Albert Hague and Renee Orin: Still “Young and Foolish” in NY Cabaret Act

Special Features   Albert Hague and Renee Orin: Still “Young and Foolish” in NY Cabaret Act
Broadway composer Albert Hague, returning to the New York cabaret stage with his wife, Renee Orin, admits he once wrote a song for Chevrolet called “I’m in Love With a Lovely Chevro-Lady.”

Broadway composer Albert Hague, returning to the New York cabaret stage with his wife, Renee Orin, admits he once wrote a song for Chevrolet called “I’m in Love With a Lovely Chevro-Lady.”

Because Hague never sells his industrial and commercial pieces outright, he owns the song. But his cult of fans will be more interested in his show tunes from Redhead and Plain and Fancy , played and sung by Hague and Orin in three performances of Still Young and Foolish, at Eighty Eight’s in Greenwich Village. The final performance of three is 8 PM Nov. 8. Previous dates were Nov.1 and 4.

Berlin-born Hague, 76, is also known at Prof. Shorofsky, the music teacher from the TV series “Fame,” and wrote the score to the animated TV classic, “How the Grinch Stole Christmas.”

Actress-singer-writer Orin told Playbill On-Line the cabaret shows will include anecdotes about their 46-year marriage and careers, plus such songs as “Merely Marvelous,” “Herbie Fitch’s Twitch,” “Look Who’s in Love” (from 1959’s Redhead ) and “Young and Foolish” and “It Wonders Me” (from 1955’s Plain and Fancy ).

“The show is really about our lives,” Hague told Playbill On-Line. The seeds of Still Young and Foolish are in their earlier act from 20 years ago, when they once billed themselves as Hague & Hague: His Hits and His Mrs. “We do change the show because we have new ideas about the same subject matter,” Hague said.

The pair met in Cleveland when Hague was scoring an ill-fated rewrite of Turandot. The show was called The Reluctant Virgin, but producers in Cleveland thought that was too racy, so it was changed to The Reluctant Lady.

Orin, 70, born in Slatington, PA, remembers the moment she first met Hague during rehearsals for The Reluctant Virgin : “He was just walking over to the piano. I had just graduated Carnegie Tech, and I knew that if I was coming to New York the most exciting thing that could happen to me would be to meet a composer, somebody who is doing big shows in New York. I happened to be dating my leading man at the time, and here was this tall, skinny, almost cross-eyed European guy who had enough energy for 10 people. I was sunk.”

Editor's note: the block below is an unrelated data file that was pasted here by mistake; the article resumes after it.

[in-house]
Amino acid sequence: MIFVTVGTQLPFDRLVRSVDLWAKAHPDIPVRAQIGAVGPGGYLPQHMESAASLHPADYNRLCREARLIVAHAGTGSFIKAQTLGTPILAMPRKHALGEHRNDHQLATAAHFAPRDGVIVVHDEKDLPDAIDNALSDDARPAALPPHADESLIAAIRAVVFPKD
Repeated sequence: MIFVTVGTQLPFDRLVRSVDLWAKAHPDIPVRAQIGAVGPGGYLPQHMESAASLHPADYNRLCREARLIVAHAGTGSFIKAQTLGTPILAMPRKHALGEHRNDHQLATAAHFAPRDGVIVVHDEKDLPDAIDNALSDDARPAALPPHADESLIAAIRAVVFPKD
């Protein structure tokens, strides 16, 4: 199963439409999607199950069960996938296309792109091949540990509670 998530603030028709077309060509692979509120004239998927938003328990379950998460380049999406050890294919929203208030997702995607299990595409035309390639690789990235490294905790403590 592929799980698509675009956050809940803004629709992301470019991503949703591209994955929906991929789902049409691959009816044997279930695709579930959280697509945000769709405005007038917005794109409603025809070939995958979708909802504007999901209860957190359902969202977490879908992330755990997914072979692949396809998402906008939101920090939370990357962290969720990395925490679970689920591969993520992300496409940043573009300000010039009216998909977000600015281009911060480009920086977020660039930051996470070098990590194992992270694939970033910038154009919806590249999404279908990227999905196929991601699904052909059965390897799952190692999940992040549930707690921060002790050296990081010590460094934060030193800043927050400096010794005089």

Hague admitted he’s still looking for material to musicalize, but the goal is to find something economically viable: A small-cast show, for example.

“It’s very difficult to find material worthy of wanting to be a musical,” Hague said. “I am looking. Somebody just a couple of day ago told me they were going to send a script. I’ve been reading scripts. Ideally, you’re looking for a good show, but one you can tell with six or seven people in it.”

Hague said he’s “extremely happy” with current Goodspeed Opera House revival of Redhead, continuing through Dec. 13. Despite its Best Musical Tony Award in 1959, the star vehicle for Gwen Verdon (and showcase for director-choreographer Bob Fosse) hasn’t enjoyed a major revival until now.

“The difference between Plain and Fancy and Redhead is that Plain and Fancy is constantly being done all over the country, much to our pleasure, because it’s the kind of a show that has eight principal roles,” said Hague. “Redhead needs a major star, and there are very few people of the caliber of a young Gwen Verdon.”

Hague and Orin loved Dorothy Fields, his lyricist for the musical comedy mystery, Redhead. “Dorothy is one of the few geniuses I’ve had the pleasure to work with,” said Hague. “One of the little secrets she tried to keep is that she never went to college, and she had an incredible use of language.”

Orin added, “Dorothy broke the ice for women to write lyrics. Up until she came along, there was really nobody. She was somebody who managed to get through a man’s world and do it like nobody else.”

Of Hague’s ill-fated 1974 musical, Miss Moffat, the Bette Davis vehicle which closed in Philadelphia, Hague said, “Miss Moffat was one of the most horrendous experiences I ever had in my life. Bette Davis is a genius, but she just was not of the theatre. If Bette Davis made one syllable wrong, she got so mad at herself. She couldn’t say, ‘Cut!’ ”

Hague said Davis, who would drink heavily after performances, made an “edict” that prevented Hague from working with her at a piano, despite the fact that he was one of the most sought-after vocal coaches in New York. “I had to hire an assistant to talk to her about my songs,” Hague said. “She wouldn’t talk to me about the songs.”

Could she sing?

“She was not a musician, but she sang perfectly all right,” Hague said, adding that she once wrote him a note saying she thought his score was among the best she’d ever heard.

Is Miss Moffat, based on Emlyn Williams’ The Corn is Green, revivable?

“I have to make up my mind what I want to do with my life: Go back rewriting the old stuff or write new stuff,” Hague said.

The bespectacled, impish Hague said he never foresaw his acting career: “Absolutely not,” he said. “It was completely out of the blue. It was very meaningful both to Renee and myself. It was, economically, an enormous jackpot to us. And it made us move to the West Coast. We always lived in New York.”

Will Hague & Hague return to The Big Apple to live?

“Everybody knows I can be bought.” said Hague. “Just give me a hit show and I’ll be back in a flash.”

-- By Kenneth Jones

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